The loving mom of a boy with a hearing disability was worried about her son’s sadness, and even though he constantly told her nothing was wrong, she didn’t quite believe him.
Thinking some of the other children might be bullying her boy, the mother hid a voice recorder in his school bag, and what she discovered surprised and disgusted her.
June Lessing’s son David had been born hale and healthy, but as he grew, his mother noticed that something didn’t seem quite right with her baby boy. On one of their routine visits to the pediatrician, June and her husband were told David was partly deaf.
He would have to wear a hearing aid, and perhaps later he would need an implant. Other than that, the doctor told them, David was a bright, active little boy, who would lead a normal life.
But it was all too much for Mr. Lessing, and two weeks later he walked out on his family, leaving June to cope on her own. In order to give her special needs child everything he needed, June worked two jobs.
She saved up to get David the hearing aid he needed, and for speech therapy, and when David was five she enrolled him in a school that specialized in children with special needs.
The school was quite diverse, and June hoped her boy would find his niche, make friends, and be happy. Sadly, her hope was in vain. Within weeks, her normally cheerful little boy became despondent.
Something was wrong with her son, her mother’s instinct told her so.
What could be wrong? When June asked David what was wrong he replied that everything was fine. When she questioned him about the school he said he “liked it” then changed the subject.
Could David be the victim of bullying? The very worried June made an appointment to see Mrs. Harris, Davids’s teacher. Mrs. Harris reassured June that none of the children were mistreating or teasing David.
The teacher suggested to June that David might simply be going through an adjustment period. After all, it was his first experience with school. Mrs. Harris told June David was a bright boy, and would soon be back to normal.
June went home, but she wasn’t reassured. Something was wrong with her son, her mother’s instinct told her so. That evening, when David was asleep, June placed a small voice-activated recorder in his backpack.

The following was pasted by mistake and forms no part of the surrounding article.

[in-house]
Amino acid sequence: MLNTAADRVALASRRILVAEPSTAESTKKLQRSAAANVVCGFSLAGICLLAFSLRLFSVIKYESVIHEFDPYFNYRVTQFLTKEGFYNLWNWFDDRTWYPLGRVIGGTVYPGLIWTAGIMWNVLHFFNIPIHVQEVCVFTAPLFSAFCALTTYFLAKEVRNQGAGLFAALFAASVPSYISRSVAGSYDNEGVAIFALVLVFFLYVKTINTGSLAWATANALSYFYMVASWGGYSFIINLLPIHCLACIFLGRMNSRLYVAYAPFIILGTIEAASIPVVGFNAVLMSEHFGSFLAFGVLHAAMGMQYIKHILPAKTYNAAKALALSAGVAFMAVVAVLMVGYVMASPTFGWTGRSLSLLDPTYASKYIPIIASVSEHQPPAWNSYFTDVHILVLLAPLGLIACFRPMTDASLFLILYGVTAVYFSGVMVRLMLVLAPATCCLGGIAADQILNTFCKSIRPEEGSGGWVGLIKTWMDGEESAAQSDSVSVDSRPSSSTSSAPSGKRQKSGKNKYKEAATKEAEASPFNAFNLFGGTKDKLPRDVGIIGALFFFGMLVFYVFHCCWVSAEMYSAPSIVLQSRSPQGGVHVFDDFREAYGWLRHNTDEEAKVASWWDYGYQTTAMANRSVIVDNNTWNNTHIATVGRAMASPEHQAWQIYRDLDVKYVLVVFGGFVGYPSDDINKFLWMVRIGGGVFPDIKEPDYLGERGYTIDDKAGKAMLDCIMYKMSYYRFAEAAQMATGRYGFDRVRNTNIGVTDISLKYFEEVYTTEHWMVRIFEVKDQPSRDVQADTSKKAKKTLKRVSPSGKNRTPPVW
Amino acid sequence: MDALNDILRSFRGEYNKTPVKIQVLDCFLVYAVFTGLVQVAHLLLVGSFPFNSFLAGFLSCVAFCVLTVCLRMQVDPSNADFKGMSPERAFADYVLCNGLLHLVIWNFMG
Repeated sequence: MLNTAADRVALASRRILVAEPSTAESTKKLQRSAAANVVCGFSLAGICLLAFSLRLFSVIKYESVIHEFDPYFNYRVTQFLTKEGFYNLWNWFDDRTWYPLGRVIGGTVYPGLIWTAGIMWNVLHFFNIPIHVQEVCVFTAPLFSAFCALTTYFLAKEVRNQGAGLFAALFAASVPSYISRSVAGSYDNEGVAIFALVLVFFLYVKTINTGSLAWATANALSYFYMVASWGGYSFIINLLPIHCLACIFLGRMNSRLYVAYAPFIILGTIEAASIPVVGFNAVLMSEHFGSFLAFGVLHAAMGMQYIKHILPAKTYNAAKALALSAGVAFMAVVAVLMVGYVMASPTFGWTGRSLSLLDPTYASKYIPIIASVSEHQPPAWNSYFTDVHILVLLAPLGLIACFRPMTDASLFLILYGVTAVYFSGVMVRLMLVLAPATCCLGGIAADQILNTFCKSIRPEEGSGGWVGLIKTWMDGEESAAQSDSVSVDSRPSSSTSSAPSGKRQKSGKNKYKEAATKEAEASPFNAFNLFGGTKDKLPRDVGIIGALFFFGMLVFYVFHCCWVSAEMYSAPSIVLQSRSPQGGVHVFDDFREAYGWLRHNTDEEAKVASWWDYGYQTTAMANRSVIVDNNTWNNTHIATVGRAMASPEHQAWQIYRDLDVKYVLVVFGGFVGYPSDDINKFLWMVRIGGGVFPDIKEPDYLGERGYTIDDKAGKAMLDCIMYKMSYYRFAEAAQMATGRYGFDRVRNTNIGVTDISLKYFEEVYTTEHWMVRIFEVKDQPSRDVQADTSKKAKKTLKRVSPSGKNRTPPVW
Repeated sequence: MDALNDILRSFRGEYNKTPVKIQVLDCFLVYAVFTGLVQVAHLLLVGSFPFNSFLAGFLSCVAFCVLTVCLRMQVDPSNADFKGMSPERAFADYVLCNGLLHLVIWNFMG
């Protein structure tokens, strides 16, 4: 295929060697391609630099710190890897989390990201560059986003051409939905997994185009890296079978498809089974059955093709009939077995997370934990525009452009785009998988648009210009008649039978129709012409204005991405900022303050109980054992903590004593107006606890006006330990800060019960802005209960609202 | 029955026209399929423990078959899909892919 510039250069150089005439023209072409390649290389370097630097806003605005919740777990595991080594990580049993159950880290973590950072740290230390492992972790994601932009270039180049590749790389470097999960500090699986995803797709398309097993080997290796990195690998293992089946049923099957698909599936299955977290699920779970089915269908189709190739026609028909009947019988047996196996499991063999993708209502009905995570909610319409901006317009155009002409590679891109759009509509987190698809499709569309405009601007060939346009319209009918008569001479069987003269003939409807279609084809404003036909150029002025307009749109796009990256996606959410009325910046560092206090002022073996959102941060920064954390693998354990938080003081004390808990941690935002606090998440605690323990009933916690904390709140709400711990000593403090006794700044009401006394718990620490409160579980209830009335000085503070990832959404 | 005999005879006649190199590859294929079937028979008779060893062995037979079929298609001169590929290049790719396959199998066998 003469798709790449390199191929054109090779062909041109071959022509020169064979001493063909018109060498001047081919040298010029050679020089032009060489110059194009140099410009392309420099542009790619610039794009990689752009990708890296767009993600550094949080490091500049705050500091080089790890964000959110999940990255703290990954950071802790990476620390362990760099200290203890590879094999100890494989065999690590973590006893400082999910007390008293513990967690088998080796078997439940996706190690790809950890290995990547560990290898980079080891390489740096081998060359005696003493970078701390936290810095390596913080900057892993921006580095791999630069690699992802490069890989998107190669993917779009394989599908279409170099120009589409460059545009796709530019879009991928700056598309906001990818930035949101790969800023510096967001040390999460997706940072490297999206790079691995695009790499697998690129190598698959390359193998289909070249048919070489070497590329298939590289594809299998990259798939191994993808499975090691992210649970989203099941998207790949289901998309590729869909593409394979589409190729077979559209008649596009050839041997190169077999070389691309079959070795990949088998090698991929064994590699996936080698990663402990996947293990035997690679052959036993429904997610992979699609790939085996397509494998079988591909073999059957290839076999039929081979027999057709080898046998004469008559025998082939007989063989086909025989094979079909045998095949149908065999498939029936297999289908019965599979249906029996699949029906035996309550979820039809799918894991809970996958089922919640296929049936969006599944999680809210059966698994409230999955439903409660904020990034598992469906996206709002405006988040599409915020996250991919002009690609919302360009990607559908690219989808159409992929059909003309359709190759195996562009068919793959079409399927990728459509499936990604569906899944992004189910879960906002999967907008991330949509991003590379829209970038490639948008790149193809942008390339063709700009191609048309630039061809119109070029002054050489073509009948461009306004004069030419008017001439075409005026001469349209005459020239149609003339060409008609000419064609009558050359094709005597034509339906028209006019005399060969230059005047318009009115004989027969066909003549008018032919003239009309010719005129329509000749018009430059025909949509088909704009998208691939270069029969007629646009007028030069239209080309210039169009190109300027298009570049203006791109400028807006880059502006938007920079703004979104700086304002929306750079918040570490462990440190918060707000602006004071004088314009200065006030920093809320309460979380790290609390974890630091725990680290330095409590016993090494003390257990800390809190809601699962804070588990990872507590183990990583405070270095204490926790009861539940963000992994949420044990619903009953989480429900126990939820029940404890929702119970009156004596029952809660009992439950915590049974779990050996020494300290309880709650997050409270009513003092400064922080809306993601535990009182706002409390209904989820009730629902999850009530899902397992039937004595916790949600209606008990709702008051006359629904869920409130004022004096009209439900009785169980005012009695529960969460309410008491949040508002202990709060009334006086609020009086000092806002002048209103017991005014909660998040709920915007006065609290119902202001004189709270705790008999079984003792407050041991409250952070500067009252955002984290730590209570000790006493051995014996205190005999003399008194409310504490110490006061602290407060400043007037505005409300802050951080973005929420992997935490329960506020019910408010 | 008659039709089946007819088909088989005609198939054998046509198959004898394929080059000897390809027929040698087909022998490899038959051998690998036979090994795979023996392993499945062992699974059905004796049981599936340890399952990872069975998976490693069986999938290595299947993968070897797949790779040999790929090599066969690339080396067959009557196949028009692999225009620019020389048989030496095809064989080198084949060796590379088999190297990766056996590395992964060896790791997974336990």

Since David couldn’t or wouldn’t tell her what was wrong, she’d find out by herself. June waited anxiously for David to come home. He arrived, looking sad and tired, and took off his backpack.
“Baby,” said June, ” Mom’s fixed you your favorite snack. It’s in the kitchen!” David’s little face lit up and he ran off. leaving June alone with his backpack. With trembling hands, June found and activated the recorder.
At first, all she heard were the noises of running excited children, and occasionally someone greeting David, and him answering back. Then the tape went silent as the children entered the classroom.
June listened as Mrs. Harris greeted the children, and then she began the day’s lesson, which happened to be basic maths. Then June heard her son’s voice: “I’m sorry, Mrs. Harris, could you say that again?”
“Again?” Mrs. Harris snapped viciously, “No, I won’t! It’s not my problem that you’re hard of hearing! Pay attention!”
June had to sit down, she was so shocked. On the tape, she heard her son start to cry. “Stop your sniveling you little moron! And you’d better not go crying to your mother!”
Another child interrupted shyly: “I’m sorry Mrs. Harris, I didn’t hear it either and I’m not deaf.”
June couldn’t believe Mrs. Harris’ answer: “No, you’re not deaf Kenny, you’re just a freak! I’m so sick of you all! I’m leaving this freak show as soon as I can, believe me, so I can work with NORMAL children!”
Sickened, June was at the headmaster’s office first thing in the morning and played him the recording she’d made. The mas was stunned. “I can’t believe it! This is monstrous! Mrs. Harris has been here for six years and she was highly recommended.”
“But she was mistreating the children for those six years,” June commented, “And they were too afraid to say anything.”
“Don’t worry, Mrs. Lessing, this ends today.” And it did. The headmaster called in Mrs. Harris and played her the recording. She was so horrified at being found out that she nearly fainted.
By the end of the day she had resigned and left the school for parts unknown. The headmaster wrote a letter and sent a copy of the recording to the Department of Education to make sure she wouldn’t work with children again.
A week later, the children welcomed a new teacher, Mrs. Palmer. who proved to be a loving and kind woman. Under her care, David blossomed into the cheerful boy he’d always been.
He made amazing progress, and he was anxious to go to school every day. June was overjoyed at the change in her son and thanked God for her decision to place the recorder in his backpack.
What can we learn from June’s story?
1. Be aware of your children’s moods. When they are bullied or abused, children seldom if ever ‘tell,’ but a clue that something is wrong is a change in their behavior.
2. The abuser may be someone unexpected. Mrs. Harris had a sweet loving demeanor in front of the parents and her colleagues but changed into a monster with the children. People may not be who you think they are.
3. Every child deserves a safe and loving environment in which to grow and learn.
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